The Production of Power in Organisational Practice - Working with Conflicts as Heuristics

By Busch-Jensen, Peter | Outlines : Critical Practice Studies, May 1, 2015 | Go to article overview

The Production of Power in Organisational Practice - Working with Conflicts as Heuristics


Busch-Jensen, Peter, Outlines : Critical Practice Studies


The dilemmas of everyday life

Reading through the morning paper, we might frown with outrage if we come across a story about a local schoolteacher arrested for producing and distributing hard drugs in his neighbourhood. During the television series, Breaking Bad, however, millions of people held their breath whenever Walter White (a chemistry teacher producing and distributing hard drugs in his community), was almost caught by the police. This apparent paradox points to important and interesting aspects of social life. Of course, the ability to see problematic actions from 'the inside' doesn't necessarily mean they cease to appear problematic, but it often turns them into something less straightforward and therefore challenges our propensity to easily personalise social problems. This is simply because social phenomena that might seem wrong and indefensible from a detached third-person perspective, often transform into something more complex, recognisable and understandable when we are invited to see how they are actually lived, felt, made sense of, and accomplished by human beings in their everyday life.

The opportunity to see the world from other people's perspectives enables understanding and sometimes even empathy with actions we may otherwise find strange, wrong or even despicable. Thus, the art of mimesis - of providing us with the opportunity to 'visit other people's lives' and follow people around their everyday life and its dilemmas - involves invaluable qualities of life in common and peaceful coexistence. This, I believe, is both a precondition and a challenge for social collaboration, communication and peaceful coexistence. It is also one of the reasons why methods are important, and in any form are permeated by questions of ideology, ethics and power. All social representations are imbued with questions of our relationship to 'otherness', not only because they distribute and illuminate certain perspectives and areas of the world, but also because the way they do this matters. In relation to this it is interesting to contemplate the absurd but undeniable reality that, in general, it is not psychology, or social science for that matter, that most frequently challenges us to put ourselves in someone else's place, or to feel with, and empathise with other people. Mainstream psychology simply has very little to say about what it is like to be a human being living with specific dilemmas, relationships, necessities, challenges and pleasures, and therefore, most of us have learned more from films and literature than we have from psychology about, for example, what it means to be an unemployed single parent or a drug addict, what it means to live with a loved-one who suffers from Alzheimer's, or what it means to raise children when working as a middle manager in a high-performance company. It is important that we recognise the depth of this illogicality, its vast social implications and the importance of correcting it. Of course, we might consider the qualities of films, theatre and literature to enable understanding and even empathy with actions we may otherwise find wrong or despicable, as demonstrating precisely the dangers of art and, in extension, the dangers of qualitative research, and we might thus interpret the example as a warning not to get 'too close to some parts of reality'. Certainly this is how some argue, and certainly, the capacity of films, theatre and literature to communicate a specific perspective of reality is not innocuous, however, the problem here is not and cannot be the interest in taking a closer look at the lived reality of social phenomena. Rather, the problem stems from the dangers inherent in the enhanced or even overexposed organisation of a stand-alone narrator-perspective of social reality. This is, perhaps, where art and science must differ.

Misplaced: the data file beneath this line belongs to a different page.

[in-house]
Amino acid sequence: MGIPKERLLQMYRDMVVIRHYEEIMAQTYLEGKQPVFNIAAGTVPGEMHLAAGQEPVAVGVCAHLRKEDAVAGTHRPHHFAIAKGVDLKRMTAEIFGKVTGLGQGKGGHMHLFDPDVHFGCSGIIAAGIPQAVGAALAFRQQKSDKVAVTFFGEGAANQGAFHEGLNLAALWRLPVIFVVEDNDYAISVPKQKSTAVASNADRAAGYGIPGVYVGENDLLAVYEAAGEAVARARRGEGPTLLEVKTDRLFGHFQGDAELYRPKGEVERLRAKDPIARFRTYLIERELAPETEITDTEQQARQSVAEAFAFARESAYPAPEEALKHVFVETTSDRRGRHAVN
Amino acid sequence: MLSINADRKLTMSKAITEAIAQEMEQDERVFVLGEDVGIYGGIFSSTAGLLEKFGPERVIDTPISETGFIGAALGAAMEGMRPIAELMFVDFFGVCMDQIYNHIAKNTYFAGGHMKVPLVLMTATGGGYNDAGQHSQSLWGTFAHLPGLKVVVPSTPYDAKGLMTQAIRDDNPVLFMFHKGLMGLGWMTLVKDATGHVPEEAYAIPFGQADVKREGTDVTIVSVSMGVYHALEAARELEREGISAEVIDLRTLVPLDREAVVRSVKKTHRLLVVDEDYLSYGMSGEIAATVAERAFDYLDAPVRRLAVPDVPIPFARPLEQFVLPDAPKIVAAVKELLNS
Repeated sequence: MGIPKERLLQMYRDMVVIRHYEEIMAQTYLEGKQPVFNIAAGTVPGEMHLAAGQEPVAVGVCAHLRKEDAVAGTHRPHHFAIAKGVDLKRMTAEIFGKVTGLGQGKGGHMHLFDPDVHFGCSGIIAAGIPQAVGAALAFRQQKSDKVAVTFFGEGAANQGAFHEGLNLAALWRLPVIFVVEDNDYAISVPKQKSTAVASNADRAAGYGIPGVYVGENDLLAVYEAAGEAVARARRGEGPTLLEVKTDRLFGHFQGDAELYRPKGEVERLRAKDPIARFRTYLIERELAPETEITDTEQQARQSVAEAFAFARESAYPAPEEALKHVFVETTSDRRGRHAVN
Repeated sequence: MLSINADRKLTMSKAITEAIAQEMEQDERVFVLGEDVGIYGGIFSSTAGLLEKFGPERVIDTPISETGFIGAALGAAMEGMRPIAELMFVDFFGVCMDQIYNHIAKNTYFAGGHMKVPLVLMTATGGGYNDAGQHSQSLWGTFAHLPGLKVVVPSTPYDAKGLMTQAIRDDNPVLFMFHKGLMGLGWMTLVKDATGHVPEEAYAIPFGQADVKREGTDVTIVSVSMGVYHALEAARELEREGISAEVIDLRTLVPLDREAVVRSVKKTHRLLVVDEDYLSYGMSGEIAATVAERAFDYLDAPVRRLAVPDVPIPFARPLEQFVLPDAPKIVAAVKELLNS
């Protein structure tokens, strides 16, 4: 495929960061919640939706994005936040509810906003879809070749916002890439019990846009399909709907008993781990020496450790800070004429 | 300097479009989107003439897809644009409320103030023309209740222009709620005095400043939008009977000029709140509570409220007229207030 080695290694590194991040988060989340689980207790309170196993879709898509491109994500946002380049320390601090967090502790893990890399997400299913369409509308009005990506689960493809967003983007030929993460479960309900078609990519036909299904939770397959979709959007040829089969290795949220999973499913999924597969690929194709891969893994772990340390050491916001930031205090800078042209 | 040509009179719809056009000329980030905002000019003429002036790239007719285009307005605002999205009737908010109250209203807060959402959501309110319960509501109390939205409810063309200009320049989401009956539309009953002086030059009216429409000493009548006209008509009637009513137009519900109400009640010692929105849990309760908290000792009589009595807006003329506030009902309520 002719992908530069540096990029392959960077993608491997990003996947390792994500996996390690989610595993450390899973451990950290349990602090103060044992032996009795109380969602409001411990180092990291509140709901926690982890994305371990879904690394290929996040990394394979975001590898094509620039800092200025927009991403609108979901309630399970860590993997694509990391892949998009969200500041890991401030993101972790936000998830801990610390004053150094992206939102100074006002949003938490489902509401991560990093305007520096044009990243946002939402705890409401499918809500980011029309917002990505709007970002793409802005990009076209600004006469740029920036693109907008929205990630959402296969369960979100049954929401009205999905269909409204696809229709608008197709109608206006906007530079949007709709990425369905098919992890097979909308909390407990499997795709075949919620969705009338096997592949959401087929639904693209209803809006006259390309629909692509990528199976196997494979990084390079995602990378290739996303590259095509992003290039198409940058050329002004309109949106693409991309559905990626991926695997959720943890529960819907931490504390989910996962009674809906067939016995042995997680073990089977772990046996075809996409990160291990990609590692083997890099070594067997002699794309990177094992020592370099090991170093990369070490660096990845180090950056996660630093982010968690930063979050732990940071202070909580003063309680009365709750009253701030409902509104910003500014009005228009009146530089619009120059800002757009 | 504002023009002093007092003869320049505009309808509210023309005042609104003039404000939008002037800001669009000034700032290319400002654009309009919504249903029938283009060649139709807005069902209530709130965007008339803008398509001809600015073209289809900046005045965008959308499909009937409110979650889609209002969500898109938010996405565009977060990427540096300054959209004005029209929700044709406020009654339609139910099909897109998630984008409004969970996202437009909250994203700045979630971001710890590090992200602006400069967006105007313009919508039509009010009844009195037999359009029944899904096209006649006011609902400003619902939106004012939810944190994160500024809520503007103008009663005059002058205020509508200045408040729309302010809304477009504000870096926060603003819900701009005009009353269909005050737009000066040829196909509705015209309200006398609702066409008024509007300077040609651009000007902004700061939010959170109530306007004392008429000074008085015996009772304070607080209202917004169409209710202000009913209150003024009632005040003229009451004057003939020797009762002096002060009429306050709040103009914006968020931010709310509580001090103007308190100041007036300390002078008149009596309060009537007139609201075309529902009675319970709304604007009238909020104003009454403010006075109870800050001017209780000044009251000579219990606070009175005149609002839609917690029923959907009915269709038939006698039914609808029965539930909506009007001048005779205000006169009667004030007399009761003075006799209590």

A scientific attitude towards otherness is not a residue-free solidarity with this otherness. Taking people's perspectives seriously, therefore, does not entail a residue-free solidarity with their perspective. …

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